The Three Princes of Serendip
Beramo asks the three princes how they conceived such an effective remedy. They tell him they recommended seven different palaces to be built so that variety might cure the root of his illness, insomnia. As no trace of Diliramma had been found in the forest, they refused to believe that wild animals had eaten her. Therefore they suggested that storytellers be summoned from afar in case news of her might be received. As Diliramma had been discovered in the forest by a travelling merchant, who took her far away, their strategy turned out to be precisely correct.
The princes return to Serendip, and the story ends with the three wise sons of King Giaffer becoming three wise rulers. Upon Giaffer's death, the eldest son succeeds his father as King of Serendip. The middle son returns to the land of the Virgin Queen, marries her and becomes king. Emperor Beramo, who has a daughter, sends for the youngest son and offers her in marriage. Soon after the wedding, Beramo dies, and his son-in-law becomes lord of his empire.
This, then, is the endearing story of the Three Princes of Serendip. The background to its publication is no less intriguing. The slim volume was popular with the intellectuals of 16th century Venice, whose favourite pastime was riddle-guessing and reading from topical books, such as Giovanni Boccaccio's The Decameron. Collections of riddles, fables and the like were published in large numbers during this period; some books, such as The Three Princes of Serendip, owed their very existence in print to the need for new material to fuel the literary games played in elegant Venetian parlours.
That the publisher and supposed compiler of the work, Michele Tramezzino, accurately gauged Venetian literary tastes of the period is evident from the fact that a second edition was published in 1584. Furthermore, the book became popular abroad in Europe. In 1583, a German translation appeared. This was followed in 1610 by the first translation into French. The first appearance of the book in English occurred in 1722, titled Travels and Adventures of Three Princes of Sarendip. However this was based on another French translation, published in 1719.
The translator added other stories, so this version does not accurately reflect Tramezzino's work. Most importantly, it was this version that Horace Walpole read as a boy, and which lingered in his mind until adulthood, when it became the vehicle for the coinage of serendipity. As mentioned earlier, the English speaking world had to wait until 1965 – 400 years after the original publication - for an English translation direct from the original Italian. This is extraordinary considering the speed with which the tale was translated into French and German, and one reason why it is so little known.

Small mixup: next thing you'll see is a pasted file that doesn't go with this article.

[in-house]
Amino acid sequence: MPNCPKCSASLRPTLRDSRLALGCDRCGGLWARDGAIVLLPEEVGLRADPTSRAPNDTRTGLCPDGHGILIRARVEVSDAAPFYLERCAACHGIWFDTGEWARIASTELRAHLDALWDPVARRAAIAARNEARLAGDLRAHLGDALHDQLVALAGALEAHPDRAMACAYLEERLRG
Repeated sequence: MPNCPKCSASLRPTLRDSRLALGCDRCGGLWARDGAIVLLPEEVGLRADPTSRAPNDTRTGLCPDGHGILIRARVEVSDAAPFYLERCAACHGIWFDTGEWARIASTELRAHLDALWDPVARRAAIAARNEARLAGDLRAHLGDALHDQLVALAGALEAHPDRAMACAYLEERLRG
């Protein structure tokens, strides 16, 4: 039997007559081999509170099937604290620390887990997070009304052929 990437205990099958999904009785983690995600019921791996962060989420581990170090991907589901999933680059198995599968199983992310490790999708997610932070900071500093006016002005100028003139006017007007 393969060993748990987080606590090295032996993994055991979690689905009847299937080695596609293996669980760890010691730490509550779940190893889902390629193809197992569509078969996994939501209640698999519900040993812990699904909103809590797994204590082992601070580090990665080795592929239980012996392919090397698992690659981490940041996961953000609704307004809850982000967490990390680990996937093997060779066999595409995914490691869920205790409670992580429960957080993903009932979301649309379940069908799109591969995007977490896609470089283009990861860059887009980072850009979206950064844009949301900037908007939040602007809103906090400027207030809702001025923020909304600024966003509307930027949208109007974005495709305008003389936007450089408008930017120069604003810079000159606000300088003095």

The book contains fables from the Indian Panchatantra, but some of them are known in other lands. The tale with the widest currency is that of the one-eyed camel. The same tale is found in the Jewish Talmud and in the folklore of Korea, Ukraine, Serbia, and Croatia. In 1767, Voltaire was accused of plagiarizing the camel episode from the 1722 ersatz French 'translation' of The Three Princes. Voltaire had written a story called The Dog and the Horse that features a philosopher called Zadig who, just like the three princes, makes brilliant deductions from marks in the sand. But the story, in one form or another, was known by many peoples long before either Voltaire or the 'translator' lived.
On a more general level, the leitmotif of three princes occurs in folklore worldwide. For instance, there is a Middle Eastern tale called The Three Princes, retold in recent years by Eric A. Kimmel (New York, 1994), in which a beautiful princess sends her three suitors off to find a rare object, saying she will marry the one who returns with the greatest wonder. Each finds a wonder indeed, and together they save the princess's life. Since she can marry only one, she chooses the prince who made the greatest sacrifice. Fortuitously, it is the one she has loved all along.
By chance I discovered that Isaac Asimov wrote a story called "The Fable of the Three Princes," which is contained in Magic: The Final Fantasy Collection (New York, 1996). This variation on a theme features King Hilderic and Queen Ermentrude of Micrometrica, who have triplet sons and wonder how to decide which prince should succeed as king. In order to make a choice, the king sends his sons on a long journey in search of wealth for his impoverished kingdom. The princes end up in a rich and powerful kingdom where – yes, you guessed it – they compete for the hand of a beautiful princess.